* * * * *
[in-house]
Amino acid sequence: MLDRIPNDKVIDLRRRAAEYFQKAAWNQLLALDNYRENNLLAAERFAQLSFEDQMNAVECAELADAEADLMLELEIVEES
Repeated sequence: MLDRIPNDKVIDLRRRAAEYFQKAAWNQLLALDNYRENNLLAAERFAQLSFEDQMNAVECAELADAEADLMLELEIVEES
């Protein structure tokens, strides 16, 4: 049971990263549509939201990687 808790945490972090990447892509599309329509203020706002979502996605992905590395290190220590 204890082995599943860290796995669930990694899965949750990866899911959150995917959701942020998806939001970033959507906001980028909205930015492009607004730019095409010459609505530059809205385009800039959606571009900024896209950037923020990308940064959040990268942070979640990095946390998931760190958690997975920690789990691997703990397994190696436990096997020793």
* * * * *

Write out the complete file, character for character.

[in-house]
Amino acid sequence: MLDRIPNDKVIDLRRRAAEYFQKAAWNQLLALDNYRENNLLAAERFAQLSFEDQMNAVECAELADAEADLMLELEIVEES
Repeated sequence: MLDRIPNDKVIDLRRRAAEYFQKAAWNQLLALDNYRENNLLAAERFAQLSFEDQMNAVECAELADAEADLMLELEIVEES
């Protein structure tokens, strides 16, 4: 049971990263549509939201990687 808790945490972090990447892509599309329509203020706002979502996605992905590395290190220590 204890082995599943860290796995669930990694899965949750990866899911959150995917959701942020998806939001970033959507906001980028909205930015492009607004730019095409010459609505530059809205385009800039959606571009900024896209950037923020990308940064959040990268942070979640990095946390998931760190958690997975920690789990691997703990397994190696436990096997020793």